“Imagine attending a party where you are not permitted to speak to anyone. You are put on a leash with a collar round your neck, repeatedly hit around by a band of tiny humans playing a game of volleyball in slow motion, and eventually left to die a slow and painful death as your lifeblood leaves your body. Sounds nasty right? This is the sad life of the balloon.”
“A life of servitude, a life enslaved; your only hope that one of the better off parents like myself, will fill you with helium, inadvertently funding your escape as you rush off to the outer stratosphere… before again meeting with your unavoidable demise as you pop under the pressure.”
“In many ways, the balloon is the perfect metaphor for our own mortality. You can try and escape it, but a little like Icarus you will always end up flying too close the sun. How appropriate indeed, that the balloon is found at nearly every birthday party. One year older, one year closer to death. Happy Birthday to my very special son, Jimmy.”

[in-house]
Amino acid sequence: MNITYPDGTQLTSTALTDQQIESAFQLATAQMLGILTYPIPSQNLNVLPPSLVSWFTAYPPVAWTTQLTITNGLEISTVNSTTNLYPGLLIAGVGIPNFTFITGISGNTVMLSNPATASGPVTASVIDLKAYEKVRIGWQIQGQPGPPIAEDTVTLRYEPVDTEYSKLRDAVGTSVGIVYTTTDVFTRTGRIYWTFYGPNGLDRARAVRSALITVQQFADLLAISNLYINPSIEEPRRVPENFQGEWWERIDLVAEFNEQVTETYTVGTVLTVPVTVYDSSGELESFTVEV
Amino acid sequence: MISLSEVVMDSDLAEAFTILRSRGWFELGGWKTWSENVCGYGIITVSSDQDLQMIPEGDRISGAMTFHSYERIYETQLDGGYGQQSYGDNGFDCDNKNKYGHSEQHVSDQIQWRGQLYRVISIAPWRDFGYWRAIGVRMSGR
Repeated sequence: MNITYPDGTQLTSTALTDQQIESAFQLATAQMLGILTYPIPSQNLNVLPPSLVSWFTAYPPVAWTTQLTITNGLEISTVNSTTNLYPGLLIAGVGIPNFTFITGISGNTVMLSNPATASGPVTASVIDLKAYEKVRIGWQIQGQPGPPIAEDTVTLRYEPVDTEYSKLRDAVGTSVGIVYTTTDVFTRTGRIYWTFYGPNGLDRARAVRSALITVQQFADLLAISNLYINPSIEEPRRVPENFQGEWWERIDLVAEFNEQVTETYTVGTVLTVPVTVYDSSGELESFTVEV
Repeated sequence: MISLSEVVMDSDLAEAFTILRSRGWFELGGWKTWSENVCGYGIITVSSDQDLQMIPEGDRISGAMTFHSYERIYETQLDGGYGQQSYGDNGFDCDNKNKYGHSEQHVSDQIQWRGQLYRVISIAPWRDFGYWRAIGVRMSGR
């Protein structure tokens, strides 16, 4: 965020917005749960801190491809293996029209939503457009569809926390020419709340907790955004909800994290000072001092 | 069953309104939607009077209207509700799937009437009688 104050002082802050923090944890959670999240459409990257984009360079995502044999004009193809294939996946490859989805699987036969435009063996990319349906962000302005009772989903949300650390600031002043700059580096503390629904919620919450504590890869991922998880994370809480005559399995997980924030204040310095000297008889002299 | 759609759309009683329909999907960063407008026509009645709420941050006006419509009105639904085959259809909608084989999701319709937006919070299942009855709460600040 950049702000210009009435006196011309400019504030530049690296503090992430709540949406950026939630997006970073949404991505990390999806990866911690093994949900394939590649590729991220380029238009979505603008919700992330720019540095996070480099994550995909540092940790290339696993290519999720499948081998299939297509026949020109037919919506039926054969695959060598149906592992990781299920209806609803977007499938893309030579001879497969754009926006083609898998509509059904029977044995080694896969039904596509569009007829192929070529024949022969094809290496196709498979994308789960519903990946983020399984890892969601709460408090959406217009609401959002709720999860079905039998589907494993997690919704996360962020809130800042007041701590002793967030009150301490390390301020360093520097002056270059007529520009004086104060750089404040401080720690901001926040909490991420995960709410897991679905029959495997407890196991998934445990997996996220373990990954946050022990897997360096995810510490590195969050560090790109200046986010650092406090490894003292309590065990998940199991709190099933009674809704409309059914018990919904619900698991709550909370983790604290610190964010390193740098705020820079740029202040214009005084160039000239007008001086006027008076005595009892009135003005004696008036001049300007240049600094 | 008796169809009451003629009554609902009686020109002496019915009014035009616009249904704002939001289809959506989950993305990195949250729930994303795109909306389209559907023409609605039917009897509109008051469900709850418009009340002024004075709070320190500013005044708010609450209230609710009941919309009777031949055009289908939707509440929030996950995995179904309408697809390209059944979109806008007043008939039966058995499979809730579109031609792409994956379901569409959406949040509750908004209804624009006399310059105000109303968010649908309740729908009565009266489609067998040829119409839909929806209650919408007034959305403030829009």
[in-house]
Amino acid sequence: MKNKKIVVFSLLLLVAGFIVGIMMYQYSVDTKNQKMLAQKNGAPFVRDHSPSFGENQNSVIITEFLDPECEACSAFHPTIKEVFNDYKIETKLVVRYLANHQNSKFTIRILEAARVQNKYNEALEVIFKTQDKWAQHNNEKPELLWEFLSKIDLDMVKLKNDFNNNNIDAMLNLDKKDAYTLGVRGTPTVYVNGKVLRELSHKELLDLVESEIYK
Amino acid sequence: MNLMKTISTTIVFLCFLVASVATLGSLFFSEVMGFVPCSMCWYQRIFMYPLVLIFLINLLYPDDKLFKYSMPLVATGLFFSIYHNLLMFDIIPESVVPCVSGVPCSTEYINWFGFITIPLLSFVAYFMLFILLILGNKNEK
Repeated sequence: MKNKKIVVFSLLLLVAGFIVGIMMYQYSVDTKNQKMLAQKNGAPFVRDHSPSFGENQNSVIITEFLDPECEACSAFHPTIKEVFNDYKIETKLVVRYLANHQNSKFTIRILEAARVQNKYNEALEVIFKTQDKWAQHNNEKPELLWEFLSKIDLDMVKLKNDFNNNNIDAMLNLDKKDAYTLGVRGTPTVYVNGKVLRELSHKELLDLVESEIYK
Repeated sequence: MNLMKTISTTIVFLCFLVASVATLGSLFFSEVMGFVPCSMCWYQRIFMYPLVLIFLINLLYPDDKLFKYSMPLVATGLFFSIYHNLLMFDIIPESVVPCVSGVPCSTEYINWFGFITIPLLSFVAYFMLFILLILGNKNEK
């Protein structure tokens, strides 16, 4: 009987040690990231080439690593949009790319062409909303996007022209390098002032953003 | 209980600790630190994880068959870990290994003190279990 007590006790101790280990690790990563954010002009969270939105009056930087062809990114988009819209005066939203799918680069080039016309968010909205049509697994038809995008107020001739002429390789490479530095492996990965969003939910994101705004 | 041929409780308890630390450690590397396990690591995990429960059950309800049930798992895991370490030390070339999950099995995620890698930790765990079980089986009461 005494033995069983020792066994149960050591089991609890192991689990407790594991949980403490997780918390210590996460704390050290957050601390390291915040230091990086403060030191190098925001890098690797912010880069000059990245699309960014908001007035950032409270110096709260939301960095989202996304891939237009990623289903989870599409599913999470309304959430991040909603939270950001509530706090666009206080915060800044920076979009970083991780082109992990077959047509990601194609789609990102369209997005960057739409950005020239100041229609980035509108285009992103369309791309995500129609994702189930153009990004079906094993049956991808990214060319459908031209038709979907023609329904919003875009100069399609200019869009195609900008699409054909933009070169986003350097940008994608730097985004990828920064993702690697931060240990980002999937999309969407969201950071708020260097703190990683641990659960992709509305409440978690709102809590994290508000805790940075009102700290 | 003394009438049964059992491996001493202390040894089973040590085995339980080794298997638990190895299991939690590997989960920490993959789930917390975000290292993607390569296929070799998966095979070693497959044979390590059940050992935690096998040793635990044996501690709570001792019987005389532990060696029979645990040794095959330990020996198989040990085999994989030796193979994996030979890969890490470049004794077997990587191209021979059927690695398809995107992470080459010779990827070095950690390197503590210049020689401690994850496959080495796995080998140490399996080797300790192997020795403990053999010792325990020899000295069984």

This was the speech that I made at my 5 year old son’s most recently birthday, much to the dismay of his low-life infant friends and their parents. Since then, I have left my wife. More specifically, she has secured a restraining order so that I cannot see my son. Many ask me if it was worth it? And my answer is yes, yes it was worth it. I proved my point perfectly and taught my son an important life lesson: existence is futile and nothing matters anyway, demonstrated by the short and pointless lifespan of the balloon.